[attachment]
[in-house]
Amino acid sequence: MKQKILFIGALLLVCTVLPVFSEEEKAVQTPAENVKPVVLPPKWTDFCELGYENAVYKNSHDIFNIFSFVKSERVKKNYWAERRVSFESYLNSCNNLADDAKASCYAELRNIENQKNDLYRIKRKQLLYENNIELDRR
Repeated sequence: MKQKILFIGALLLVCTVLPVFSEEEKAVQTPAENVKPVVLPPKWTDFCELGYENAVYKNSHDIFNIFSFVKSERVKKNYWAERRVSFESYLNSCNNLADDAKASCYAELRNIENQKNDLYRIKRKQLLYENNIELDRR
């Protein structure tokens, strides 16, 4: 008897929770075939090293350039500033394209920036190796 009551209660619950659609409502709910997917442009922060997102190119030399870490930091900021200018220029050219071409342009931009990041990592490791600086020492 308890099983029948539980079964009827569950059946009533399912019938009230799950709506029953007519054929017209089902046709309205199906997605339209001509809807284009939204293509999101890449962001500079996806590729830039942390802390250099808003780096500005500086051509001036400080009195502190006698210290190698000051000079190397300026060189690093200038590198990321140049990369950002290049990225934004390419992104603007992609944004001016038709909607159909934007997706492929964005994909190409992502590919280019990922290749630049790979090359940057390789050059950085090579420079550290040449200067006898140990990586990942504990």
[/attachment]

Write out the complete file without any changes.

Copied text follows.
[in-house]
Amino acid sequence: MKQKILFIGALLLVCTVLPVFSEEEKAVQTPAENVKPVVLPPKWTDFCELGYENAVYKNSHDIFNIFSFVKSERVKKNYWAERRVSFESYLNSCNNLADDAKASCYAELRNIENQKNDLYRIKRKQLLYENNIELDRR
Repeated sequence: MKQKILFIGALLLVCTVLPVFSEEEKAVQTPAENVKPVVLPPKWTDFCELGYENAVYKNSHDIFNIFSFVKSERVKKNYWAERRVSFESYLNSCNNLADDAKASCYAELRNIENQKNDLYRIKRKQLLYENNIELDRR
């Protein structure tokens, strides 16, 4: 008897929770075939090293350039500033394209920036190796 009551209660619950659609409502709910997917442009922060997102190119030399870490930091900021200018220029050219071409342009931009990041990592490791600086020492 308890099983029948539980079964009827569950059946009533399912019938009230799950709506029953007519054929017209089902046709309205199906997605339209001509809807284009939204293509999101890449962001500079996806590729830039942390802390250099808003780096500005500086051509001036400080009195502190006698210290190698000051000079190397300026060189690093200038590198990321140049990369950002290049990225934004390419992104603007992609944004001016038709909607159909934007997706492929964005994909190409992502590919280019990922290749630049790979090359940057390789050059950085090579420079550290040449200067006898140990990586990942504990």